BP, Shell and ExxonMobil are all expected to attend a meeting at the Park Lane Hotel in Mayfair with the Iraqi oil minister, Hussein al-Shahristani.
Access is being given to eight fields, representing about 40% of the Middle Eastern nation’s reserves, at a time when the country remains under occupation by US and British forces.
Two smaller agreements have already been signed with Shell and the China National Petroleum Corporation, but today’s sale will ignite arguments over whether the overthrow of Saddam Hussein was a “war for oil” that is now to be consummated by western multinationals seizing control of strategic Iraqi reserves.
Al-Shahristani is expected to reveal some kind of “risk service agreements” that could run for up to 20 years, with formal offers to be submitted by next spring and agreements signed in the summer.
Gregg Muttitt, from the UK-based social and ecological justice group Platform, says he is alarmed that the government is pushing ahead with its plans without the support of many in Iraq.
“Most of the terms of what is being offered have not been disclosed. There are security, political and reputational risks here for oil companies but none of them will want to see one of their competitors gain an advantage,” he said.
Heinrich Matthee, a senior Middle East analyst at the specialist risk consultant Control Risks Group, also believes there are many pitfalls for those considering whether to make an offer.
“Currently it is unclear which party in Iraq is authorised to award a contract and at the same time to deliver its side of the bargain,” he said. “Any contract with an independent oil company will be subjected to opposition and possible revision after pressure by resource nationalists.”
Oil companies will find their reputations at risk from the actions of their Iraqi counterparties, such as joint venture partners, suppliers and agents. They will also have to contend with oil smuggling and the possibility that the ruling alliance could collapse, Matthee said.
He said that if the conspiracy theory that western oil companies egged on US and British governments to invade Iraq were true, the plan could backfire on them and benefit rivals in Asia instead. “It is possible the American army has provided the economic stability that will encourage Malaysian, Chinese and other Asian companies to become involved,” he said.
There is no precedent for proven oil reserves of this magnitude being offered up for sale, said Muttitt. “The nearest thing would be the post-Soviet sale of the Kashagan field [in the Caspian Sea], which had 7bn or 8bn barrels.”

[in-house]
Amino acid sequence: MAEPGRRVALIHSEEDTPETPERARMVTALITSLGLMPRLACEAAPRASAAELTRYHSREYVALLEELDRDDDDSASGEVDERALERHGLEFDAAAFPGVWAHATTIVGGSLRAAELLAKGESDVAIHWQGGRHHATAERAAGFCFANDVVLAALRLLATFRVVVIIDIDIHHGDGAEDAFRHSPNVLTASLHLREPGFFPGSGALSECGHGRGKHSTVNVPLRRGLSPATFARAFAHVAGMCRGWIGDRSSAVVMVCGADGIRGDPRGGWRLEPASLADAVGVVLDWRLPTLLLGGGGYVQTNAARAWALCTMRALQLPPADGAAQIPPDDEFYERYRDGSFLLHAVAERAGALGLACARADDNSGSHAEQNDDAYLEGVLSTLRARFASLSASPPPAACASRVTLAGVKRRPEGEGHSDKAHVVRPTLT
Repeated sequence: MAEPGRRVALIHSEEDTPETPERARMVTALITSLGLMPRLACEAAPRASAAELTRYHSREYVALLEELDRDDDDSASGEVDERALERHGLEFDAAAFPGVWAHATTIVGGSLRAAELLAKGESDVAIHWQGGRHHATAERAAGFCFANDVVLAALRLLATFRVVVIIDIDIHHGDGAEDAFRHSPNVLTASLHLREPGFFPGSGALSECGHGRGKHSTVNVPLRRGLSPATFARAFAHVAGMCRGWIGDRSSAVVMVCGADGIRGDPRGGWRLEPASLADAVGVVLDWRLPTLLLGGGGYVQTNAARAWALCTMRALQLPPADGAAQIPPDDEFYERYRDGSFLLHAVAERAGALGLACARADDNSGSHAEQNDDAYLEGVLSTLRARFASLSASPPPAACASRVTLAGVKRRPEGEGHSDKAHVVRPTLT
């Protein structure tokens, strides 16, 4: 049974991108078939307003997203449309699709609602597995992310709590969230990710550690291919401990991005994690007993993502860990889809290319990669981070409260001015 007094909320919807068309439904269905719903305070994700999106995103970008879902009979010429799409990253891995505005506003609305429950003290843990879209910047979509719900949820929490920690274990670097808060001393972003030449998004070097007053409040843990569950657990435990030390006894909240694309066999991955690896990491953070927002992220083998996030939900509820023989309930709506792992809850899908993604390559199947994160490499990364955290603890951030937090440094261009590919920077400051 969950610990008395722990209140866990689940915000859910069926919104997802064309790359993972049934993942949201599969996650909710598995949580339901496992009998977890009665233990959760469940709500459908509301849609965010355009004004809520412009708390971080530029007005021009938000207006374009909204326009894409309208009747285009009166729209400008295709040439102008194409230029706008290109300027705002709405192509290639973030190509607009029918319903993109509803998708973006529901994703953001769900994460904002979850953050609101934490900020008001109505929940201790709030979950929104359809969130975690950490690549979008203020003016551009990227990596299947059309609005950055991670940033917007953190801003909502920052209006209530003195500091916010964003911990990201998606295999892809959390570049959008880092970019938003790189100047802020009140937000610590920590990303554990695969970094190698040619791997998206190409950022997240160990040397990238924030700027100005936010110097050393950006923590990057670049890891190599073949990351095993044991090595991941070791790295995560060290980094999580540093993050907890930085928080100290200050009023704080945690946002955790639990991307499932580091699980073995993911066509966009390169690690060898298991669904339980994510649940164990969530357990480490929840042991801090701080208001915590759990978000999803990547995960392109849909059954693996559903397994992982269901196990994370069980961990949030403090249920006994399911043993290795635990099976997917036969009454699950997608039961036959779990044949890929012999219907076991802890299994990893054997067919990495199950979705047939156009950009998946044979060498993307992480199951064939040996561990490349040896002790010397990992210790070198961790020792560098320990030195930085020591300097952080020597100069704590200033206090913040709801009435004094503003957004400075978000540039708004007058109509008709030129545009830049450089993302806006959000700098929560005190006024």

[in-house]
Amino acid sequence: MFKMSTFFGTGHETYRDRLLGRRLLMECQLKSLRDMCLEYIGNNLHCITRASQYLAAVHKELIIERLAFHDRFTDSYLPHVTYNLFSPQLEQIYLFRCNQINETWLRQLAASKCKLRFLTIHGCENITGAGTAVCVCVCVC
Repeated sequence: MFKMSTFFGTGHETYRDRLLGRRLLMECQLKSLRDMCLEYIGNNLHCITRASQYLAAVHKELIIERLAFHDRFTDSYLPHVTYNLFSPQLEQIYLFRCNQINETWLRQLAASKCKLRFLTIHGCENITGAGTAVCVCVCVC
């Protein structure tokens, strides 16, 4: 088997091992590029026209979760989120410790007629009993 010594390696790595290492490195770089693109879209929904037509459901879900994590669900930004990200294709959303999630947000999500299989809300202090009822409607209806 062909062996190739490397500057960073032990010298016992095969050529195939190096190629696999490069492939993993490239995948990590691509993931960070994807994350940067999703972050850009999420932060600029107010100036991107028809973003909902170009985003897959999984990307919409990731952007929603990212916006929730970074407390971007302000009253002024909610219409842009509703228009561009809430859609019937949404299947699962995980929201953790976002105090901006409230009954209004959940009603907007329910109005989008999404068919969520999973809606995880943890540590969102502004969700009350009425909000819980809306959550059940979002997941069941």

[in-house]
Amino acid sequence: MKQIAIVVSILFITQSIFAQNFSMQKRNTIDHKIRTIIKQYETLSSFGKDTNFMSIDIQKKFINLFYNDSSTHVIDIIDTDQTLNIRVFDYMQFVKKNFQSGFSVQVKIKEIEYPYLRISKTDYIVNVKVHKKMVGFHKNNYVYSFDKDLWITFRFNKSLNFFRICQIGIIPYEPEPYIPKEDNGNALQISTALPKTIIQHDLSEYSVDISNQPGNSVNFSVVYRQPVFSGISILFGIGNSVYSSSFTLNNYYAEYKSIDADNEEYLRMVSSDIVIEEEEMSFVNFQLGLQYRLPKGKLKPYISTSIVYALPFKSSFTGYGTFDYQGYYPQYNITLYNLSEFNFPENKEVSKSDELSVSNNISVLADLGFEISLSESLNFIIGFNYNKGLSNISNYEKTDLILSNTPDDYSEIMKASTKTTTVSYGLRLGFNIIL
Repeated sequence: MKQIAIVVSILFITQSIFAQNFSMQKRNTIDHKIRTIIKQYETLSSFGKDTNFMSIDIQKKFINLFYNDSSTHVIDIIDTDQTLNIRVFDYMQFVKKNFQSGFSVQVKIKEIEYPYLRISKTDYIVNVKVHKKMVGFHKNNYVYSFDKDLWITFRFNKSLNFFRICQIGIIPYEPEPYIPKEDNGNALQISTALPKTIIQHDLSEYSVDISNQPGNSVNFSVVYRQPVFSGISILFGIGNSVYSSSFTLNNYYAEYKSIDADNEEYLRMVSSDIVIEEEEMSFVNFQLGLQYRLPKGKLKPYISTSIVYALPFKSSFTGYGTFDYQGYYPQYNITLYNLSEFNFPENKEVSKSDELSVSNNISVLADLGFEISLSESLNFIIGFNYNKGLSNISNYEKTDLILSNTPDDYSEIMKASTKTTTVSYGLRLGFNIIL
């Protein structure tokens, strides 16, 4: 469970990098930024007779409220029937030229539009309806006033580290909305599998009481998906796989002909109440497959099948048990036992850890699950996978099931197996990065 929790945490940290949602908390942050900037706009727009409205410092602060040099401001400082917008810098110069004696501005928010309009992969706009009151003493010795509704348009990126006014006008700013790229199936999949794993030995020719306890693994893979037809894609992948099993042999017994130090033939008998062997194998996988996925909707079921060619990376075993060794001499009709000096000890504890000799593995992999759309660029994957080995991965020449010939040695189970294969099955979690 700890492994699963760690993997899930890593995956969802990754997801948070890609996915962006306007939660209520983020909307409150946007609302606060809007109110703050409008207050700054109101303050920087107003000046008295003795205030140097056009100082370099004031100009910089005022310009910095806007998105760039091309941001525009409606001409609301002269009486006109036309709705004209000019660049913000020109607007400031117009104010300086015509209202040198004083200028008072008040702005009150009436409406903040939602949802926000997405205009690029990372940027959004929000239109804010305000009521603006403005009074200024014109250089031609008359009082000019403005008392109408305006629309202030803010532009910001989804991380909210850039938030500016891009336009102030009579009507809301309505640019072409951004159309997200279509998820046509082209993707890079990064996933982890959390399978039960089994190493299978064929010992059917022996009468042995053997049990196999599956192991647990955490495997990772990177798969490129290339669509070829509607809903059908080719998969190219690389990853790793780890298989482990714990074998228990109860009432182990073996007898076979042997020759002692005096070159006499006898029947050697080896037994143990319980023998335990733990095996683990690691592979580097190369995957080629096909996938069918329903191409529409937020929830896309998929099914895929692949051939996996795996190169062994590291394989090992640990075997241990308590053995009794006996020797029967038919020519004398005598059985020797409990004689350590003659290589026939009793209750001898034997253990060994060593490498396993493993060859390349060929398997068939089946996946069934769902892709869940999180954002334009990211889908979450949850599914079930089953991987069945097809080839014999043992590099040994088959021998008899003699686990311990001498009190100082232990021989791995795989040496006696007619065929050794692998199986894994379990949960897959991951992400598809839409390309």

China’s state-owned oil group, CNPC, has already agreed a $3bn (£1.78bn) oil services contract with the government of Iraq to pump oil from the Ahdab oil field.
The deal is the first major oil contract with a foreign firm since the US-led war and was followed up by an agreement with Shell, potentially worth $4bn, to develop a joint venture with the South Gas Company in Basra.
This deal has also triggered controversy. Issam al-Chalabi, Iraq’s oil minister between 1987 and 1990, questioned why there had been no competitive tendering for the gas-gathering contract and claimed it had gone to Shell as the spoils of war.
“Why choose Shell when you could have chosen ExxonMobil, Chevron, BG or Gazprom?” he asked. “Shell appears to be paying $4bn to get hold of assets that in 20 years could be worth $40bn. Iraq is giving away half its gas wealth and yet this work could have been done by Iraq itself.”
The Baghdad government says it aims to increase crude oil production from 2.5m barrels a day to 4.5m by 2013, but faces internal opposition from regional governors and political opponents.
The sale today comes as oil prices have plummeted after stockmarket turmoil on Friday. The price of crude fell by more than $4 at one point to $75 a barrel – the lowest point since September last year and a sharp drop from its peak of $147 in July. Opec, the oil producers’ cartel, has called an emergency meeting to agree a cut in output to bolster prices in spite of protestations from politicians including Gordon Brown. Brown said on Friday: “We’ve had some success in getting the price of oil down: the price this morning is roughly $80, about half what it was a few months ago. I want these price cuts passed on to the consumer as quickly as possible.
“I’m concerned when I hear that the Opec countries are meeting, or are about to meet, to discuss cutting production – in other words, making the price potentially higher than it should be.
“I’m making it clear to Opec it would be wrong for the world economy and wrong for British people who are paying high petrol prices and high fuel prices to cut production and therefore keep prices high.”
A government source said: “The one chink of light has been the fall in the price of oil. The last thing we want is to head into a difficult period with a return to high oil prices. People need to act responsibly.”